An Extensive Benchmark of C and C++ Hash Tables

Jackson Allan · Published 29 May 2024 · Updated 2 June 2024

Introduction: Why Another Hash-Table Benchmark?

Although thorough hash-table benchmarks have already been published by others in recent years, I have decided to contribute another benchmarking suite for several reasons. Firstly, the existing publications concentrate on C++ tables, whereas there is relatively little coverage of C tables. Consequently, C programmers tend to be directed towards older, well-known libraries despite the existence of newer libraries that may offer superior performance. Secondly, the results reported by the existing benchmarks are mostly cumulative, so they do not clearly show how the tables tested perform under specific conditions such as the table’s current load factor. Moreover, some existing benchmarks test only one key type or bucket size, which makes it hard to draw general conclusions about a given table’s performance. The final motivation is a personal interest: I recently released a novel generic hash table in C (via Verstable and CC) and would like to showcase how it measures up against both the leading C++ tables and other tables available in the C landscape.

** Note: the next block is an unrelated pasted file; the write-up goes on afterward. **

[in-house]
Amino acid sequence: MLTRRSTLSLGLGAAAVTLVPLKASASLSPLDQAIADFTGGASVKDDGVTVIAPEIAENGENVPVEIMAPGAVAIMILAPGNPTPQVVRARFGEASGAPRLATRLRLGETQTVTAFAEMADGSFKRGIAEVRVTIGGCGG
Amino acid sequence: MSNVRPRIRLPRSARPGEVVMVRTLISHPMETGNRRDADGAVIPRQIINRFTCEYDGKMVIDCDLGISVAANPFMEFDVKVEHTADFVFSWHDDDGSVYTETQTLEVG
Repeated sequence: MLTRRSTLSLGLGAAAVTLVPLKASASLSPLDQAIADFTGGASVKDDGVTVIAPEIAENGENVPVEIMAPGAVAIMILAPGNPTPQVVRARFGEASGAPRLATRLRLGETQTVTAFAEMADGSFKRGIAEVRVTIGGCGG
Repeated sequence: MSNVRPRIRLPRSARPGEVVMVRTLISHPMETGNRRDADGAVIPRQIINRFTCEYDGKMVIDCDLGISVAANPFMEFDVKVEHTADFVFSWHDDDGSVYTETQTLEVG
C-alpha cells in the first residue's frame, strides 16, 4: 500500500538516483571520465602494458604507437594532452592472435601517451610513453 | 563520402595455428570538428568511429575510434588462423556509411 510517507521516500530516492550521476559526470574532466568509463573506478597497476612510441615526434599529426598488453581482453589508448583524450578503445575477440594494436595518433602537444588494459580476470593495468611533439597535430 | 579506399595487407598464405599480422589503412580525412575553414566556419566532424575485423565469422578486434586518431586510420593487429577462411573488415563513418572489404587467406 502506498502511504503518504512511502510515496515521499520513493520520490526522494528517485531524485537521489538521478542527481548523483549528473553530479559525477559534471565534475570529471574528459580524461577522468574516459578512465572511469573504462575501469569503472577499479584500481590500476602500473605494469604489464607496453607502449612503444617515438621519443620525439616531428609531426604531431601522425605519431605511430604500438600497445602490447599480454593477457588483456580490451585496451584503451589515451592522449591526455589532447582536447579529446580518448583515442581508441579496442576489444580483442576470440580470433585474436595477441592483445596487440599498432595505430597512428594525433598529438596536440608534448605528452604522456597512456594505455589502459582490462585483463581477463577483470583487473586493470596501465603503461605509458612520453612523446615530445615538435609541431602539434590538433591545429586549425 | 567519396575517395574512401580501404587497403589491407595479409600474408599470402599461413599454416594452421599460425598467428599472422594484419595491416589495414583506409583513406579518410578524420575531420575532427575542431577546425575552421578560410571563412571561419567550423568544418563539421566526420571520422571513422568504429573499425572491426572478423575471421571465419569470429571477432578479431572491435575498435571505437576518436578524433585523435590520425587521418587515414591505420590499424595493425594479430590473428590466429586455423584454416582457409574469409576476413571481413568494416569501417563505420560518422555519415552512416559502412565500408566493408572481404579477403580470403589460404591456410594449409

Click here to skip to the results.

Benchmarking Setup

The benchmarks include three hash table configurations designed to measure the tables’ performance under diverse conditions:

All the tables benchmarked are configured to use the same hash functions, namely the MurmurHash3 finalizer for integer keys and FNV-1a for string keys.

The maximum load factor for all tables is set to 0.875. Hence, and because all the tables—except for std::unordered_map under GCC—grow by doubling the bucket count once the maximum load factor is reached, the results show the performance of each table across the load-factor range of approximately 0.44 (the troughs in the graphs) to 0.875 (the peaks). I chose this limit because it is relatively high and several tables with hard-coded, non-customizable maximum load factors (namely absl::flat_hash_map and boost::unordered_flat_map) use it.

The integer-key data set consists of sequential integers shuffled randomly. The string-key data set consists of sequential NULL-terminated strings shuffled randomly.